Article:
Antique fire equipment seen at Bangor’s Cole Museum

Posted April 25, 2011, at 9:41 p.m.

BANGOR, Maine — It’s not often that a firetruck gets its own day, but the Cole Land Transportation Museum will open Saturday — a day earlier than usual, so that museum visitors may view its 1908 Amoskeag pumper, which is very similar to equipment the Portland Fire Department sent to help fight the Great Bangor Fire of 1911.

Visitors viewing the 1908 Amoskeag — slightly larger than the one Portland brought to Bangor that April 30 — will get an idea of the equipment that firefighters used during the Great Fire and also can see the other antique firefighting equipment on display.

The Cole Museum’s “first-size” 900-gallons-a-minute pumper was manufactured by the International Power Co. Locomotive works in 1908 in Manchester, N.H. It was sold to the Portland Fire Department and assigned to Engine Co. 3 on Brackett Street.

The 8,000-pound pumper, which had 8½-inch cylinders, an 8-inch stroke and 5-inch pump,  was pulled by two horses until 1924, when a two-wheel 48-horsepower Christie tractor was attached. It fought in many Portland area fires.

In 1929, the tractor and pumper were placed in reserve until purchased in 1946 by Cameron Bradley, who displayed them in the Wolfpen Automotive Museum for decades in West Southborough, Mass. In 1989, Bradley, of West Gouldsboro, donated the tractor and pumper to the Cole Land Transportation Museum.

Portland actually sent a different pumper to Bangor for the 1911 fire, according to Michael Daicy, who served 31 years with the Portland Fire Department and is its historian. Daicy told officials at the Cole Land Transportation Museum that the Portland men loaded on a train that day at 5:51 p.m. with apparatus, a hose wagon, company members of Engine No. 3 and fire equipment very similar to the 1908 Amoskeag pumper now owned by Cole Museum.

The train stopped in Augusta to pick up an Augusta Fire Department steam engine and firemen and proceeded to Bangor. Late the next day, the loaned equipment was returned to its home cities, also by train.

Museum visitors can meet fire historian Michael Daicy 10 a.m.-3 p.m. Saturday at the Cole museum and hear about the Portland Fire Department and its participation in the Bangor fire. An historic film showing scenes of horse-drawn firefighting apparatus leaving and returning to the station will be shown as well, “The Portland Fire Department in Action —1912.”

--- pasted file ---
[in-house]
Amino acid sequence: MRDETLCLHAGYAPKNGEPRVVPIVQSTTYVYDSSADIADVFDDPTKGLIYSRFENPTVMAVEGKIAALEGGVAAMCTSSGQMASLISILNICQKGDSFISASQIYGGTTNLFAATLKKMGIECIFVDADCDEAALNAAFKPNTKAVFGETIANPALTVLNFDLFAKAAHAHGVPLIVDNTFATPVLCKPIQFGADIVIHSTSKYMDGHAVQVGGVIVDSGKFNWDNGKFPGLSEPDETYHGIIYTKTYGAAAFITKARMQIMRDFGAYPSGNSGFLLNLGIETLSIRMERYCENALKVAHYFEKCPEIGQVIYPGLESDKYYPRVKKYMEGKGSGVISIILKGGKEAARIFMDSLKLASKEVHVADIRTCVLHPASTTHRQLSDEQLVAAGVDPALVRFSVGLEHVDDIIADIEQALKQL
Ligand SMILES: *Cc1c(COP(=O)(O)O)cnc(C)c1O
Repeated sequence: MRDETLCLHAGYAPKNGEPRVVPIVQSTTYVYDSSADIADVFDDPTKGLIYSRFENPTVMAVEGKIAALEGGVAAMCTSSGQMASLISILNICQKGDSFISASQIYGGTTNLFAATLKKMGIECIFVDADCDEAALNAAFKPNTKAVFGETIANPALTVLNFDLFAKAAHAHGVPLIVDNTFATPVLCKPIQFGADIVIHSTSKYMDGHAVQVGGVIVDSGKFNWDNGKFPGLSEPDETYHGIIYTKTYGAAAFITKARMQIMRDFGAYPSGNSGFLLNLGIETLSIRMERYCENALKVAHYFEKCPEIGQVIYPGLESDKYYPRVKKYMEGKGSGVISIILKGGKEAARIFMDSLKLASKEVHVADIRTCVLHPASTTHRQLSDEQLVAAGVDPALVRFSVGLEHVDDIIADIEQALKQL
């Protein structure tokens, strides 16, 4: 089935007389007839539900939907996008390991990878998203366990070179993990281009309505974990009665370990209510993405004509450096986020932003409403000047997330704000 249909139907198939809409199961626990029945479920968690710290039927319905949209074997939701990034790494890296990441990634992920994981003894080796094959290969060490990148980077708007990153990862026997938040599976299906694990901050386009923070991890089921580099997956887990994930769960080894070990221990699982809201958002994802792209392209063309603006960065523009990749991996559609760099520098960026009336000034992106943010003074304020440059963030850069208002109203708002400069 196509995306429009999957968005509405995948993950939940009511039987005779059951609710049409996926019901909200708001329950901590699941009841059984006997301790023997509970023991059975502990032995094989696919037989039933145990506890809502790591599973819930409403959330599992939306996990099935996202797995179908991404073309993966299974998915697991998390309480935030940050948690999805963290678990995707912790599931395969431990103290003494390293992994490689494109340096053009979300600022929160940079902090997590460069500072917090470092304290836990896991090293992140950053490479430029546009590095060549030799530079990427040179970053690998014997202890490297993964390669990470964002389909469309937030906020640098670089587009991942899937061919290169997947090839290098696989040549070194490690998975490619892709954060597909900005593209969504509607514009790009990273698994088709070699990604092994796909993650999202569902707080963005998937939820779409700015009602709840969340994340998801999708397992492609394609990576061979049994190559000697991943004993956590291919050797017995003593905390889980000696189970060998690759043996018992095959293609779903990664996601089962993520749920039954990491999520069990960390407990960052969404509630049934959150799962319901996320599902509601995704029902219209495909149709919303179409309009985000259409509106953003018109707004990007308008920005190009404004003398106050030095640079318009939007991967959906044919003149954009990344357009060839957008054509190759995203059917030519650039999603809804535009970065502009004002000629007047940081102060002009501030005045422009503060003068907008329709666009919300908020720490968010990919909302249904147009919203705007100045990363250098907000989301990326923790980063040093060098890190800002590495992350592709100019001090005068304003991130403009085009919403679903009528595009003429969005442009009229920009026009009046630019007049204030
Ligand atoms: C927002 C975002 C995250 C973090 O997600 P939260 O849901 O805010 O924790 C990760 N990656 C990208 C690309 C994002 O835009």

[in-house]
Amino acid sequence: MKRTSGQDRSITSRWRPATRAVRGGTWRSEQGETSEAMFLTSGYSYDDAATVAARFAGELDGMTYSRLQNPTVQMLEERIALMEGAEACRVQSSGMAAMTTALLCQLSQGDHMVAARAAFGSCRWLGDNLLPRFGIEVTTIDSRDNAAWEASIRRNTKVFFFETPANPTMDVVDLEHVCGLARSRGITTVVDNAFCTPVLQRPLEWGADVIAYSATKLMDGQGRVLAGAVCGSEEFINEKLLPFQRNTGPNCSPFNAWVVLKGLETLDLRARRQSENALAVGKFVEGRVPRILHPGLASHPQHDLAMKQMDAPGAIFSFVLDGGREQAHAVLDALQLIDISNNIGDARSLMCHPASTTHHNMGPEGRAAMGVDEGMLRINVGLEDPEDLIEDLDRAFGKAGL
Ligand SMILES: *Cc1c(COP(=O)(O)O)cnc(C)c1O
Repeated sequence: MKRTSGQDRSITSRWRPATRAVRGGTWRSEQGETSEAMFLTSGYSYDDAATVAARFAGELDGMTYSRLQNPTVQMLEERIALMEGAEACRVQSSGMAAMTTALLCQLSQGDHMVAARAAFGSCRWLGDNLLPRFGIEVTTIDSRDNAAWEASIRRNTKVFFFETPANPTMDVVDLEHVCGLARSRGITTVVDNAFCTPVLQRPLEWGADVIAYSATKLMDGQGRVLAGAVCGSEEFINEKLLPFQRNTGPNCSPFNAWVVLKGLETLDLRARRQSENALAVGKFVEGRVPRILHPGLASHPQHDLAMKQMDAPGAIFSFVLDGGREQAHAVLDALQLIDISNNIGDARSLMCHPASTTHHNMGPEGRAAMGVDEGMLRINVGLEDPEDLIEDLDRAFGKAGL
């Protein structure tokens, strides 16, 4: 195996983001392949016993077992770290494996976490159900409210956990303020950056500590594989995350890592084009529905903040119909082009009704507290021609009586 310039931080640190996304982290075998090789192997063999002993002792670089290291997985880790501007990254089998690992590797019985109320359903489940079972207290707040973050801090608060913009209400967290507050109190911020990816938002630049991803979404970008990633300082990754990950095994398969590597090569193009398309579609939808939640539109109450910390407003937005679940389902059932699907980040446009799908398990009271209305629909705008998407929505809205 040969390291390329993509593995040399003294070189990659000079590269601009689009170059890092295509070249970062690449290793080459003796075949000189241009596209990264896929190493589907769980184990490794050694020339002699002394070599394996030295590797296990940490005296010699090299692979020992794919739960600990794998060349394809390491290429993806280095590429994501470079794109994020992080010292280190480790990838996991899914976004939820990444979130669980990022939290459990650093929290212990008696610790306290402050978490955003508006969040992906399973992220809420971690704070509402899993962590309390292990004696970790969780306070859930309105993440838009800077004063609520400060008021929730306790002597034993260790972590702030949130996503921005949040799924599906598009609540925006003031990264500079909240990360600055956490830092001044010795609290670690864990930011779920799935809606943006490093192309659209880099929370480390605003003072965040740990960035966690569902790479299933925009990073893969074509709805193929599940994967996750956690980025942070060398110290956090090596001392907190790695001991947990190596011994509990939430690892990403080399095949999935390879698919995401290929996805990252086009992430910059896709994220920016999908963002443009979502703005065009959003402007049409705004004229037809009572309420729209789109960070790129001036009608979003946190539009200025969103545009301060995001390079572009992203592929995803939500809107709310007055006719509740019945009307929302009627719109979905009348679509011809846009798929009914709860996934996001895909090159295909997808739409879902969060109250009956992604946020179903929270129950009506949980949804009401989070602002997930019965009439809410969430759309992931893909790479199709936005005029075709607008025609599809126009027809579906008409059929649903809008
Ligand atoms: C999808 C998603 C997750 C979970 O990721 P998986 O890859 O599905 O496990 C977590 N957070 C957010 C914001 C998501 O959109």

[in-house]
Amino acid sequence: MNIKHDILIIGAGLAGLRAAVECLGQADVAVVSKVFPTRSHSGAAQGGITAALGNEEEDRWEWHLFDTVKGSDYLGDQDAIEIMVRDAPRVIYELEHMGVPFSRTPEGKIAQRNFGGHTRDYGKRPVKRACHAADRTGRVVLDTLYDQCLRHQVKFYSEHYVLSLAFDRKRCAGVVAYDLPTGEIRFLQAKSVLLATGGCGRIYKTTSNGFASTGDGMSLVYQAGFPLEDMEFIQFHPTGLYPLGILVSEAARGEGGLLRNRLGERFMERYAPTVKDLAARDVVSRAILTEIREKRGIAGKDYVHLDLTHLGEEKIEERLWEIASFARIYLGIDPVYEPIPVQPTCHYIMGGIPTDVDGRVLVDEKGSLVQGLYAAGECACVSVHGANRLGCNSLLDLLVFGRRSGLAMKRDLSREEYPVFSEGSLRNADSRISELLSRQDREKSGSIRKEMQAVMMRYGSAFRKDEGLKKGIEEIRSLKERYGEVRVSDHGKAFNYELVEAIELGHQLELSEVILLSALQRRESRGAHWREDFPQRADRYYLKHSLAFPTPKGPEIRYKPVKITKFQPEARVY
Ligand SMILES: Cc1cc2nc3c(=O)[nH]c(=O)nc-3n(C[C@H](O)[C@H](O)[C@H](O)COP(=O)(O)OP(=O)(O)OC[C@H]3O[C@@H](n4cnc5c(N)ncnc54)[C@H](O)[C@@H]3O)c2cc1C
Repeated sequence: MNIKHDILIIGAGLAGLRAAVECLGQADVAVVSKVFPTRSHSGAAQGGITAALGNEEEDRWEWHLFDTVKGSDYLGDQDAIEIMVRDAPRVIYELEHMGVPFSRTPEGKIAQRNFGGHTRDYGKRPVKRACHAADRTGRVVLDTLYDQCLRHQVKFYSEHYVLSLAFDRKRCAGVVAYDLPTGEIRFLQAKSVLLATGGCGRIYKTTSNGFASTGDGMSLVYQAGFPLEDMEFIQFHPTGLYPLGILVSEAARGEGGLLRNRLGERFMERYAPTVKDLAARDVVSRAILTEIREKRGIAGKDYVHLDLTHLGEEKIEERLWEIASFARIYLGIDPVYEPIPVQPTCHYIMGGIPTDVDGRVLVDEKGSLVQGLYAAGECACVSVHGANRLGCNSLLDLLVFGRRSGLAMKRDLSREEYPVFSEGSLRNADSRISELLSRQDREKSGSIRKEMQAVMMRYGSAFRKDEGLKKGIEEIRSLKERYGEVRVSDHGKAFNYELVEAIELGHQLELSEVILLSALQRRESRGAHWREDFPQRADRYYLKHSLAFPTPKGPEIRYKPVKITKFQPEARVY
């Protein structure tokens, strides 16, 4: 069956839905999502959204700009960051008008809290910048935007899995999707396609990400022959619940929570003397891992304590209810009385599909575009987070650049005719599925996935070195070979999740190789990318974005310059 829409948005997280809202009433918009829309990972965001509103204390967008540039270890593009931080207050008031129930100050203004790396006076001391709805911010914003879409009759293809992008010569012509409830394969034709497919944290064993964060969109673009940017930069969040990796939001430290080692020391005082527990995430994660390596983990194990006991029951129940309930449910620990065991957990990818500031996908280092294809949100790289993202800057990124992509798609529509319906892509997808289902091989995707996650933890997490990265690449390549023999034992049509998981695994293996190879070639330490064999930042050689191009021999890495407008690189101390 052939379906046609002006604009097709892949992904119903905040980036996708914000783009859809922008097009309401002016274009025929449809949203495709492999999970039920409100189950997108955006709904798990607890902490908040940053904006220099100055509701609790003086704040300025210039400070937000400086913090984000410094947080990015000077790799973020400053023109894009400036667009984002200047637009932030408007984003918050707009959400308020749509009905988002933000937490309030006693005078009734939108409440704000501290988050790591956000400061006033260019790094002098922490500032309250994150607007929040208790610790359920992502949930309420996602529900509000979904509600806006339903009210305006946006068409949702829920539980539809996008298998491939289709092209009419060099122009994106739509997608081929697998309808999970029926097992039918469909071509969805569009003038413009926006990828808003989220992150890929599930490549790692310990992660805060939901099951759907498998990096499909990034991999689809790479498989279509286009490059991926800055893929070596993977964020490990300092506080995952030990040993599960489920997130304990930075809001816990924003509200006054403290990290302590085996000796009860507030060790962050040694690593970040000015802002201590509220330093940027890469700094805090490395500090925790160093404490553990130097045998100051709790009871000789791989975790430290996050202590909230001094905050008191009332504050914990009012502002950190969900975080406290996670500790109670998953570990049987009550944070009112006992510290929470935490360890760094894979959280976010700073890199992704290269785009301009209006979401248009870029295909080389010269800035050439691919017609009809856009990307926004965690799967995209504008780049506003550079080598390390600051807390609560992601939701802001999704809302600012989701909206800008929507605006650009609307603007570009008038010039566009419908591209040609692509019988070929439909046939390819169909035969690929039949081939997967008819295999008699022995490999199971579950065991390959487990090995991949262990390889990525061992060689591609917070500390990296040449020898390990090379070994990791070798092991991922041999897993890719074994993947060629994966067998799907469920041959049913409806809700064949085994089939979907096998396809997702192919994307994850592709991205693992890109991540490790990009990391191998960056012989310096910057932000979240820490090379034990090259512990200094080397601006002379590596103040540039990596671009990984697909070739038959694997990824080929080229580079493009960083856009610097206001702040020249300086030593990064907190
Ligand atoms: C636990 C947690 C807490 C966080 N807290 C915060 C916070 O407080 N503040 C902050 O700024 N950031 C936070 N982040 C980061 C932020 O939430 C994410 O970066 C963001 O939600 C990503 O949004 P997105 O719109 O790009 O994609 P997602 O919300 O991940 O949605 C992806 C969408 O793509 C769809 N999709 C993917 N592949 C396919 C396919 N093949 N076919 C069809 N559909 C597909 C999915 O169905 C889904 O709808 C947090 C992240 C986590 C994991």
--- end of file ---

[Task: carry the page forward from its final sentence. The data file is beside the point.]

Visitors will enjoy hearing Daicy talk about old-time firefighting, said museum founder Galen Cole. “Every word he utters — he is just a historian, through and through.”

The 1908 steam pumper is displayed with dozens of other pieces of antique fire equipment and hundreds of historical artifacts in the Cole Land Transportation Museum. Among the museum’s fire trucks are a 1923 ladder truck once owned by the Augusta Fire Department, donated by the Old Port Hook and Ladder Co.; a 1931 American LaFrance quadruple ladder truck, donated by the town of Old Orchard Beach; a 1927 McCann fire truck once owned by the city of Bangor, donated by Raymond Collemer; a 1939 Federal fire truck, once used by the town of Athens, donated by A.J. Cole & Sons; a 1948 Ahrens Fox pumper, donated by the town of Sullivan; a 1935 Maxim engine, donated by the town of Eastport; a 1944 International military fire truck, donated by Oakland Lions Club; and a 1947 Mack pumper, donated by the city of Presque Isle.

Admission to the Cole Land Transportation Museum at 405 Perry Road, Bangor, is $7, $5 seniors and free to those age 18 and under, 9 a.m.-5 p.m. daily through Nov. 11.

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